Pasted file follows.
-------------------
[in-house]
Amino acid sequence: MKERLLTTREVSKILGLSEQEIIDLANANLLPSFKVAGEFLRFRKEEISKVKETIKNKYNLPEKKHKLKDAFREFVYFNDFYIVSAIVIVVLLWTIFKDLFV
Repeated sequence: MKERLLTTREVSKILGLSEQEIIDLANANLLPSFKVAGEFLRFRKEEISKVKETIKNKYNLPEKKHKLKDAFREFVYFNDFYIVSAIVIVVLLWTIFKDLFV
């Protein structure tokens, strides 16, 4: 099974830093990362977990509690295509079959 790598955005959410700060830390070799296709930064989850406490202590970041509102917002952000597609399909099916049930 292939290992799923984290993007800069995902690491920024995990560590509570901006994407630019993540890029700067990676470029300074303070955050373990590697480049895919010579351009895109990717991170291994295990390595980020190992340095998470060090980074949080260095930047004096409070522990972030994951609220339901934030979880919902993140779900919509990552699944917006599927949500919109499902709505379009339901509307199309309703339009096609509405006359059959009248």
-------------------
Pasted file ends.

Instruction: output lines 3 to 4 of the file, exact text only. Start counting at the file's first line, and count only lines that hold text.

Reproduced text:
Repeated sequence: MKERLLTTREVSKILGLSEQEIIDLANANLLPSFKVAGEFLRFRKEEISKVKETIKNKYNLPEKKHKLKDAFREFVYFNDFYIVSAIVIVVLLWTIFKDLFV
């Protein structure tokens, strides 16, 4: 099974830093990362977990509690295509079959 790598955005959410700060830390070799296709930064989850406490202590970041509102917002952000597609399909099916049930 292939290992799923984290993007800069995902690491920024995990560590509570901006994407630019993540890029700067990676470029300074303070955050373990590697480049895919010579351009895109990717991170291994295990390595980020190992340095998470060090980074949080260095930047004096409070522990972030994951609220339901934030979880919902993140779900919509990552699944917006599927949500919109499902709505379009339901509307199309309703339009096609509405006359059959009248």